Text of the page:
by Charles Sizemore | August 6, 2012 8:00 am
In the interests of brevity, I can make the answer short.
No. There is not a bubble in dividend-paying stocks.
This is not to say that defensive sectors of the market are not modestly overpriced relative to more cyclical sectors or that, when faced with paltry rates on bonds, some investors have not taken to chasing yield where they can find it.
Dividend-paying stocks have certainly outperformed their non-dividend-paying sisters in 2012, and some dividend-focused indexes — such as the S&P Dividend Aristocrats — sit near all-time highs even while the rest of the market sells off.
But suggesting that there is a “bubble” in dividend investing implies that shares are drastically overpriced or that investors have wild, unrealistic expectations of future profit. In looking at a sample of American blue chips that often come up dividend screens, it is hard to make such a case.
Let’s start with that most iconic of American companies Coca-Cola (NYSE:KO). Coke is a special case because it is both a high current-dividend stock and a serial dividend grower.
In addition to being one of Warren Buffett’s largest holdings, Coke is a constituent of the popular Dow Jones Select Dividend Index ETF (NYSE:DVY) and the Vanguard Dividend Appreciation ETF (NYSE:VIG). Long suffering readers will remember that VIG, which requires its stock holdings to have at least 10 years of consecutive dividend increases, is my favorite ETF for long-term portfolio growth and a core holding of my ETF portfolios.
Coke trades for 17 times estimated 2013 earnings. To be sure, this is more expensive than the 13 times earnings of the broader S&P 500. But for a company of Coke’s quality and safety, it would hardly seem excessive. Coke may not be a screaming buy at current prices, but it would hardly seem overpriced.
The story is much the same among other popular dividend-paying blue chips. Johnson & Johnson (NYSE:JNJ), Wal-Mart (NYSE:WMT) and Procter & Gamble (NYSE:PG) trade at 12, 13, and 16 times 2013 estimated earnings, respectively. Again, this hardly suggests nosebleed valuations on the verge of crumbling.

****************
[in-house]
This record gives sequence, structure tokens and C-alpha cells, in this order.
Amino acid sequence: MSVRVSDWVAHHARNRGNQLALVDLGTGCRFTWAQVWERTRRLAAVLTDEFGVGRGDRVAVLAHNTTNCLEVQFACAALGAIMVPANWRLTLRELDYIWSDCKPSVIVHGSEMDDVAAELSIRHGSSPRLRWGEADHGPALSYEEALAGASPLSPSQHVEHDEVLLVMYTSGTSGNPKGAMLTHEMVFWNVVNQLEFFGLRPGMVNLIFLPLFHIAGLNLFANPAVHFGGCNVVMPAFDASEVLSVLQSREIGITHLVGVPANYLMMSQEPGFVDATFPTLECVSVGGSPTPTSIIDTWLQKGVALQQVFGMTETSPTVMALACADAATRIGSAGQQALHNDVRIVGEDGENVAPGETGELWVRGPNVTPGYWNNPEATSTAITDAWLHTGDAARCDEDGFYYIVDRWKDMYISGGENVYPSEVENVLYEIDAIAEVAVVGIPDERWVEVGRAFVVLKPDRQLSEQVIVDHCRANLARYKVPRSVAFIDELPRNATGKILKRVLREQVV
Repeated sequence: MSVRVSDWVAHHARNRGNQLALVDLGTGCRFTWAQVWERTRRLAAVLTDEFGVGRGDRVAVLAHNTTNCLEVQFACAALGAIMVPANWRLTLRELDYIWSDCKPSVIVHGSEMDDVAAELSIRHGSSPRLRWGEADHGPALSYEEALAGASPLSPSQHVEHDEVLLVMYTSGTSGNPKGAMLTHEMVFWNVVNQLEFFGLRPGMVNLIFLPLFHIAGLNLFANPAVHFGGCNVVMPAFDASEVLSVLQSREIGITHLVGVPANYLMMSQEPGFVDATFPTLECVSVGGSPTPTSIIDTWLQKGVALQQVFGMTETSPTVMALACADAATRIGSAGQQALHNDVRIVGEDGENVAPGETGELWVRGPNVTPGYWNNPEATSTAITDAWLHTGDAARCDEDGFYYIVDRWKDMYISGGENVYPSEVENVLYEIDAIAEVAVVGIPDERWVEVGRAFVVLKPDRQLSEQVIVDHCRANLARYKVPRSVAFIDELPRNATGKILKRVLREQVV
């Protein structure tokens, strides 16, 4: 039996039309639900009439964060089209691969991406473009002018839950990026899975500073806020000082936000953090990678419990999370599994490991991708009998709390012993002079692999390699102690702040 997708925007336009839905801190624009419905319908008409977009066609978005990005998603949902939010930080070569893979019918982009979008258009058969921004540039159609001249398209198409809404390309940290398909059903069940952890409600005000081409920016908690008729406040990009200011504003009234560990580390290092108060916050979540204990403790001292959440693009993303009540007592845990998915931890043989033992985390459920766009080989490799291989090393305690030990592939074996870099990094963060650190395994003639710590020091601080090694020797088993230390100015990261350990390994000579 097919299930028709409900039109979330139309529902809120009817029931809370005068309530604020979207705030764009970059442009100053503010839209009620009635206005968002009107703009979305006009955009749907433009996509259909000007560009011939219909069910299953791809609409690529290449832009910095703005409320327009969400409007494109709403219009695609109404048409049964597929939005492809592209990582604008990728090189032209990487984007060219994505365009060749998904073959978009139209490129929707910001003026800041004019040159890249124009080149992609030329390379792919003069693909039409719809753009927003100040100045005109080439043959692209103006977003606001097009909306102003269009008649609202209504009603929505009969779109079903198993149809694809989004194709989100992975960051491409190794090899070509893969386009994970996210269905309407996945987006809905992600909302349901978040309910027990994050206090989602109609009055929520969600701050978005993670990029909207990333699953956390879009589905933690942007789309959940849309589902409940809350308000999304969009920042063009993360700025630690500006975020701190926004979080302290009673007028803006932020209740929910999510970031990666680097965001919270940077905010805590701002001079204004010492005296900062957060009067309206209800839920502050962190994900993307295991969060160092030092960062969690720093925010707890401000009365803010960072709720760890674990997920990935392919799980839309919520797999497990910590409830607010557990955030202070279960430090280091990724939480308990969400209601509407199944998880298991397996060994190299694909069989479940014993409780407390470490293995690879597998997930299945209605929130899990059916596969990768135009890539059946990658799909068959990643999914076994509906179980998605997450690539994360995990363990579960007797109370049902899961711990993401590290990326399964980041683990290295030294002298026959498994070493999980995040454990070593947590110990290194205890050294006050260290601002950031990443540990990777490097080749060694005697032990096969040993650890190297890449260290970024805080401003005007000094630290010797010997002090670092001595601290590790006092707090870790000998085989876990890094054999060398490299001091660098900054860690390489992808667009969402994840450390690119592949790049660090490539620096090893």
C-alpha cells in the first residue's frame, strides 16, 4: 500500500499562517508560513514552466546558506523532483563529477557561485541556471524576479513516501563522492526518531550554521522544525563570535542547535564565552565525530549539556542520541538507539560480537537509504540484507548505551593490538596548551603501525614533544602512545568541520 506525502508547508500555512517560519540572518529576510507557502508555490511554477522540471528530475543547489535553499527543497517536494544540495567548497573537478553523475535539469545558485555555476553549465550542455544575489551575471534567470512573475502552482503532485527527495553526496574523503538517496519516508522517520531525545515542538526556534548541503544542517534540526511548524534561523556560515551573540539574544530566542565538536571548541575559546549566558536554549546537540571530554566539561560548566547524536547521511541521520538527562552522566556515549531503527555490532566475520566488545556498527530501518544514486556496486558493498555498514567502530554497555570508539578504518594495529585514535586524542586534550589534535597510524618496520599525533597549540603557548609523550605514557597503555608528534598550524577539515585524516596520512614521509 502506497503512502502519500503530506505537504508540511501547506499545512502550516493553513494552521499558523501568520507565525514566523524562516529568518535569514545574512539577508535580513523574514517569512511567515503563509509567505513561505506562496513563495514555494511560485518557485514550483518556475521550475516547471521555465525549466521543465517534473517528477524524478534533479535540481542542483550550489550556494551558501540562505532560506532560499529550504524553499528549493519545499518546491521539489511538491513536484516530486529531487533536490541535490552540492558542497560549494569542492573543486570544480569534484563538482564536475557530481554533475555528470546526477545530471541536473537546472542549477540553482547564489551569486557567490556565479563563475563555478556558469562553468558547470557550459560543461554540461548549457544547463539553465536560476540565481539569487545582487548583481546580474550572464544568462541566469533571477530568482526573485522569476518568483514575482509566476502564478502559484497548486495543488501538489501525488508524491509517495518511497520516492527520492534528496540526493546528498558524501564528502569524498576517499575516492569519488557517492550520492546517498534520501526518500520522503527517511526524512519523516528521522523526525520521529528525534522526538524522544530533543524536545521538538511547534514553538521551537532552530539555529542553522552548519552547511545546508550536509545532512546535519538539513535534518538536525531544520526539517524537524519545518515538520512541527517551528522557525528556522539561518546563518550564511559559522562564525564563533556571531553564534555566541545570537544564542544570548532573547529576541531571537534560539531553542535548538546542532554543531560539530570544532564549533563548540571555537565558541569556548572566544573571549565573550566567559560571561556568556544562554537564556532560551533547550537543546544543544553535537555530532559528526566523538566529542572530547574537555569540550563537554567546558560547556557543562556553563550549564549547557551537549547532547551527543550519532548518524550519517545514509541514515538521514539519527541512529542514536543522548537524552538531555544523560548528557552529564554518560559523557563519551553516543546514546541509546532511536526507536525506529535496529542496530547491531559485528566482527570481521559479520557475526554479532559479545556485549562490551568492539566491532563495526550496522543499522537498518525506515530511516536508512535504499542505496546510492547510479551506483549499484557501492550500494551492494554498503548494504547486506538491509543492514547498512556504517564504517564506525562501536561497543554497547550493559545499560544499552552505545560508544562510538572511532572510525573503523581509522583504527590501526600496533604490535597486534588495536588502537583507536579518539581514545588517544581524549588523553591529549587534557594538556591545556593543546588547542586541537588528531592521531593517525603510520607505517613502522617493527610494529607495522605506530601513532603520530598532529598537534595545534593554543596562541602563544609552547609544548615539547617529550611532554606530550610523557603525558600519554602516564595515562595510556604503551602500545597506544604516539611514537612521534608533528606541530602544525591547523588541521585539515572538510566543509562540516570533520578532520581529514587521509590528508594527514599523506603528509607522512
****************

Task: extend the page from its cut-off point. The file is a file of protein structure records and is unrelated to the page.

Moreover, the investors piling into these stocks are not doing so in hopes of getting rich quick. This is not 1990s tech mania or 2000s condo flipping. Their goals are far more modest; they are looking for stable and consistent dividend growth that will outpace inflation over time.
When the market shifts back into “risk on” mode, every stock and ETF I’ve mentioned thus far in this article will likely underperform the broader S&P 500.
This is, of course, a problem for professional money managers who use the S&P as their benchmark. But individual investors — and particularly those in or near retirement — care much less about relative performance and far more about generating a stable income that does not depend on portfolio draw downs.
It is ironic; while Wall Street has become more of a casino than ever in recent years, investors have become far more reluctant to risk their retirement to the whims of the market. Twelve years of very difficult market conditions have taught them that capital gains can be fleeting and that depending on them is a gamble they can’t afford to take.
This change in sentiment is not an incipient bubble, but I believe it is a long-term regime shift in investor preference that should be welcomed. I hope it lasts.
As investors demand higher yields, company boards will eventually acquiesce and give them what they want. They certainly have the capacity to do so. According to Howard Silverblatt, Standard & Poors’ research guru, the dividend payout of the companies of the S&P 500 is only 32% of earnings. This compares to a historical average of 52%.
This is an unambiguous good. The payment of a dividend has a way of focusing management attention and discouraging wasteful empire building. It aligns management with the preferences of long-term investors rather than short-term speculators. And in an age of scandals, dividends, unlike paper earnings, cannot be fabricated.
All of this reverses the trends of the past half century that spawned the cult of equity. And again, it should be welcomed.
Disclosures: Sizemore Capital is long DVY, JNJ, PG, VIG, and WMT. This article first appeared on MarketWatch.
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